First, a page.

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Five Key Ingredients at Center of Multicultural Wellness Menus


Are you a retail dietitian looking to catch the latest culinary wave for your in-store promotions? A good resource for the latest trend, multicultural wellness, combines health-promoting ingredients with delicious ethnic flavors, according to a new report from Packaged Facts, Multicultural Wellness Ingredients: Culinary Trend Tracking Series.

The report profiles five multicultural wellness ingredients that are gaining popularity on supermarket shelves. Consider showcasing them in your next cooking class or supermarket tour.

  1. Tiny but Mighty Teff. The whole grain teff has ancient roots in African countries like Ethiopia and Eritrea, and is the star ingredient in injera, the region's traditional spongy flatbread. Really a teeny-tiny seed, teff is packed with nutrition. One cup cooked contains 123 mg of calcium, the most of all grains, according to the Whole Grains Council (WGC). It also contains about 255 calories, 10 grams of protein and 7 grains of fiber. The WGC says teff is high in resistant starch, which is linked with health benefits such as blood sugar management, weight control and colon health and is gluten free. In addition to plain, packaged teff, look for it as an ingredient in cereal bars and chips, says the Packaged Facts report.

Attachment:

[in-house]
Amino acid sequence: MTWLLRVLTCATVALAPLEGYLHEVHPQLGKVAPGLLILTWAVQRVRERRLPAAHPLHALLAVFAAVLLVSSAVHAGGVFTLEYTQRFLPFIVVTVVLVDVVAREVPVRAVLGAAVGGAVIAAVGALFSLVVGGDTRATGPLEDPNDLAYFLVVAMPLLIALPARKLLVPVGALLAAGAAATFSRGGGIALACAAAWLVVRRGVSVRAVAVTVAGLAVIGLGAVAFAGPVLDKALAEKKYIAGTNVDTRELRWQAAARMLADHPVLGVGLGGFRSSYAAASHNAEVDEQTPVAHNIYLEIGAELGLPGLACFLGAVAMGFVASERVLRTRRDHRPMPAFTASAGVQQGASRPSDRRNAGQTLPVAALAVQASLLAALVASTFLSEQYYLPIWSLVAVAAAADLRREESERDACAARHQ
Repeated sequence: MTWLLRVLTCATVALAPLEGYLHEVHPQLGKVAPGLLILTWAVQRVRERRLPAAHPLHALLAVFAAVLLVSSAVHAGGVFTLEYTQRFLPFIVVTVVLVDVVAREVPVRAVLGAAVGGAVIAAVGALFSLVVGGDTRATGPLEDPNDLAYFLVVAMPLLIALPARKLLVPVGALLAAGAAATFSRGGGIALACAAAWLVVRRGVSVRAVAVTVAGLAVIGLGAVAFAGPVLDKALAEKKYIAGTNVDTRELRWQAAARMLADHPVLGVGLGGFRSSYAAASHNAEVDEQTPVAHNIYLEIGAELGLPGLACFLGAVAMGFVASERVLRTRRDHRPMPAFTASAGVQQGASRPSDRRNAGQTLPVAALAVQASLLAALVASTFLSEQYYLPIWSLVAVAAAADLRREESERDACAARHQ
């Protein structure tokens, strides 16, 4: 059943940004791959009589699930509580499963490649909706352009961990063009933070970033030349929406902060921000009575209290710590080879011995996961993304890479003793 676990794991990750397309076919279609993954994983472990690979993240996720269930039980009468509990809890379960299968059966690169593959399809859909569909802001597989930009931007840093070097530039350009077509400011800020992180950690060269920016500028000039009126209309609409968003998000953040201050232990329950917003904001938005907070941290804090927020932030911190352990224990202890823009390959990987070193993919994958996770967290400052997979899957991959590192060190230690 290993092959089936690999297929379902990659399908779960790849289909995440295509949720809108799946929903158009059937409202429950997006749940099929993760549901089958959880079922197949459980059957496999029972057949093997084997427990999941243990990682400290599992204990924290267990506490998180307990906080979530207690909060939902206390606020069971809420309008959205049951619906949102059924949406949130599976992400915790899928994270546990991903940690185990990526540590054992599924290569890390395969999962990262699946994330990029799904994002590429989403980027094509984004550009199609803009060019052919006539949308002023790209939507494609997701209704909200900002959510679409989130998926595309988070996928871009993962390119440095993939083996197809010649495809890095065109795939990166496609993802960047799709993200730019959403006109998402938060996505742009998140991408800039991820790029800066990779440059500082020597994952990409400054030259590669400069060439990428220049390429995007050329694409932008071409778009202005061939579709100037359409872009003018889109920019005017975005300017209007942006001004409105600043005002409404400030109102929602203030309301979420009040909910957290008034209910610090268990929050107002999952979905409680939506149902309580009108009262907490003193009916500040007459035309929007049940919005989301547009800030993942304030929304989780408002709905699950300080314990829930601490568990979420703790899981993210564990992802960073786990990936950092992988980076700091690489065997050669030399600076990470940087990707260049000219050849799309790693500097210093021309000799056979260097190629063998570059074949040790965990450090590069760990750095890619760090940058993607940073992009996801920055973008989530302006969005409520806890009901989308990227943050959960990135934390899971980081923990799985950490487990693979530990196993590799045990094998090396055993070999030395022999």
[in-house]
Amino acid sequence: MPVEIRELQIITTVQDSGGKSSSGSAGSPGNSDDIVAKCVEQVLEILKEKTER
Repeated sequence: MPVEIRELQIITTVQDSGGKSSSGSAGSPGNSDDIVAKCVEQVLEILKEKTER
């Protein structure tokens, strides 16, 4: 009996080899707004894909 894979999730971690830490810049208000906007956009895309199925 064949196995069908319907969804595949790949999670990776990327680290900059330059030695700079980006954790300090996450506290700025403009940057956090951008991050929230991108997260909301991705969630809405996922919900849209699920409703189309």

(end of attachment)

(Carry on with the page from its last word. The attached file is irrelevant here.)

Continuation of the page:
2. Sweet Takes on Avocado. Guacamole is great, but it’s time to treat avocado as the fruit it actually is by using it in desserts and sweet drinks, says the report.  Avocado’s mild flavor and creamy texture make it a remarkably adaptable ingredient in shakes, smoothies, cookies, cakes, puddings and more. All that and a good dose of healthy fats—smooth!
  3. Matcha Benefits are Brewing. Matcha, a fine-ground green tea powder at the heart of the Japanese tea ceremony, is said to brim with more antioxidants than regular green tea because you ingest the entire leaf, not just the brewed water. Bringing tradition, special nutrition, and brilliant color under the umbrella of beverage craftsmanship makes matcha the new un-soda, says the Packaged Facts report.
  4. Pepitas - Pretty in Green. Pepitas, hulled pumpkin seed kernels, are gaining culinary popularity. These nutritious green seeds perfectly suit America’s appetite for authentic Mexican foods. Pepitas are versatile, too. Use them whole, ground up into foods or as a great-looking green garnish.
  5. Lentils Break Out of the Bowl. This nutritious soup staple is appearing on supermarket shelves in pastas, cereals, crackers, chips and flour. According to Packaged Facts, commercial kitchens are exploring the use of lentils—in whole, dissolved, and flour form—in salads, veggie-based burgers, sauces and gravies, breads and pasta, chips and other savory snacks, and even sweet baked goods and desserts.  

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